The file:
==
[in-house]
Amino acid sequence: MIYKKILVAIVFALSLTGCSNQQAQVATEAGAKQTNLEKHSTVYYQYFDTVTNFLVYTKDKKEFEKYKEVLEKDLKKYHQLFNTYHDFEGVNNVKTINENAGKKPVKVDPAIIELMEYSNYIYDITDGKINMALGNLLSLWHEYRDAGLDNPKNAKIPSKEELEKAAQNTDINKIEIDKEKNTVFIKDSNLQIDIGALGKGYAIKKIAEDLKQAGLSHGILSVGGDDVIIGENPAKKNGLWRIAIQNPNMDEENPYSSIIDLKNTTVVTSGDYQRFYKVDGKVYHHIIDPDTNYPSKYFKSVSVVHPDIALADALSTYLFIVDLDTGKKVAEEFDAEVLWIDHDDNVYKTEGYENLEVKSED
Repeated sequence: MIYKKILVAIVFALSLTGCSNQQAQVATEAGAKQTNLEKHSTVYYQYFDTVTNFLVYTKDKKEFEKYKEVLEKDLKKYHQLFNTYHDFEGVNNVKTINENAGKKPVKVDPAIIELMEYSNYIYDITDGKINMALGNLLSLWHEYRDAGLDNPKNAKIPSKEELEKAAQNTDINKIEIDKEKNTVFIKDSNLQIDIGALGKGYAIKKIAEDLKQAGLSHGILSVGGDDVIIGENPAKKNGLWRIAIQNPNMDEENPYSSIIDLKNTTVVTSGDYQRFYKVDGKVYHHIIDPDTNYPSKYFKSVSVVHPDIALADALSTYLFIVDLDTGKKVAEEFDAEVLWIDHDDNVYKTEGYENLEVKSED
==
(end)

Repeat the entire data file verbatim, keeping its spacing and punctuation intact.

[in-house]
Amino acid sequence: MIYKKILVAIVFALSLTGCSNQQAQVATEAGAKQTNLEKHSTVYYQYFDTVTNFLVYTKDKKEFEKYKEVLEKDLKKYHQLFNTYHDFEGVNNVKTINENAGKKPVKVDPAIIELMEYSNYIYDITDGKINMALGNLLSLWHEYRDAGLDNPKNAKIPSKEELEKAAQNTDINKIEIDKEKNTVFIKDSNLQIDIGALGKGYAIKKIAEDLKQAGLSHGILSVGGDDVIIGENPAKKNGLWRIAIQNPNMDEENPYSSIIDLKNTTVVTSGDYQRFYKVDGKVYHHIIDPDTNYPSKYFKSVSVVHPDIALADALSTYLFIVDLDTGKKVAEEFDAEVLWIDHDDNVYKTEGYENLEVKSED
Repeated sequence: MIYKKILVAIVFALSLTGCSNQQAQVATEAGAKQTNLEKHSTVYYQYFDTVTNFLVYTKDKKEFEKYKEVLEKDLKKYHQLFNTYHDFEGVNNVKTINENAGKKPVKVDPAIIELMEYSNYIYDITDGKINMALGNLLSLWHEYRDAGLDNPKNAKIPSKEELEKAAQNTDINKIEIDKEKNTVFIKDSNLQIDIGALGKGYAIKKIAEDLKQAGLSHGILSVGGDDVIIGENPAKKNGLWRIAIQNPNMDEENPYSSIIDLKNTTVVTSGDYQRFYKVDGKVYHHIIDPDTNYPSKYFKSVSVVHPDIALADALSTYLFIVDLDTGKKVAEEFDAEVLWIDHDDNVYKTEGYENLEVKSED